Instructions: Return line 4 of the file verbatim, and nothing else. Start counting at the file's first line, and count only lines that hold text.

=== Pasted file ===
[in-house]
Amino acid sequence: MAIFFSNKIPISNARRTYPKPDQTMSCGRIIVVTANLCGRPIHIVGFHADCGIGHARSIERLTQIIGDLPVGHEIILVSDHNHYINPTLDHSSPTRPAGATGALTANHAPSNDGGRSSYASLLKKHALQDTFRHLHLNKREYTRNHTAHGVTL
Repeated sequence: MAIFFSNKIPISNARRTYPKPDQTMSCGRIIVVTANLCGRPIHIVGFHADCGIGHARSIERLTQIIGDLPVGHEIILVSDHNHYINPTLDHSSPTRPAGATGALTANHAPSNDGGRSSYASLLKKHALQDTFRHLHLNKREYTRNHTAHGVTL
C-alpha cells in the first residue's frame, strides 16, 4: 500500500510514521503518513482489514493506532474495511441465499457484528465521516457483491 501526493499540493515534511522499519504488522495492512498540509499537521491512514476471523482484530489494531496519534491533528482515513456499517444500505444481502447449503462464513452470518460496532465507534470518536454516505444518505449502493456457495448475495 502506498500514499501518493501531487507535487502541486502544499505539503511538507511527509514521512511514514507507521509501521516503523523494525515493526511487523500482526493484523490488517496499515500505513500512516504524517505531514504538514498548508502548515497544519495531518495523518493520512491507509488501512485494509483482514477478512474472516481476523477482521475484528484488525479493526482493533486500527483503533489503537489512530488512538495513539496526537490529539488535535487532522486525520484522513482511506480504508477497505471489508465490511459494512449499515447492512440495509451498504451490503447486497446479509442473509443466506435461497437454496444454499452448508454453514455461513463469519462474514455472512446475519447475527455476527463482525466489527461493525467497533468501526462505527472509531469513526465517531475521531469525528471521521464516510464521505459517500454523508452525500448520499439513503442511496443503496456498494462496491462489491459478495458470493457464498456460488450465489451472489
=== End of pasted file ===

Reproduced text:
C-alpha cells in the first residue's frame, strides 16, 4: 500500500510514521503518513482489514493506532474495511441465499457484528465521516457483491 501526493499540493515534511522499519504488522495492512498540509499537521491512514476471523482484530489494531496519534491533528482515513456499517444500505444481502447449503462464513452470518460496532465507534470518536454516505444518505449502493456457495448475495 502506498500514499501518493501531487507535487502541486502544499505539503511538507511527509514521512511514514507507521509501521516503523523494525515493526511487523500482526493484523490488517496499515500505513500512516504524517505531514504538514498548508502548515497544519495531518495523518493520512491507509488501512485494509483482514477478512474472516481476523477482521475484528484488525479493526482493533486500527483503533489503537489512530488512538495513539496526537490529539488535535487532522486525520484522513482511506480504508477497505471489508465490511459494512449499515447492512440495509451498504451490503447486497446479509442473509443466506435461497437454496444454499452448508454453514455461513463469519462474514455472512446475519447475527455476527463482525466489527461493525467497533468501526462505527472509531469513526465517531475521531469525528471521521464516510464521505459517500454523508452525500448520499439513503442511496443503496456498494462496491462489491459478495458470493457464498456460488450465489451472489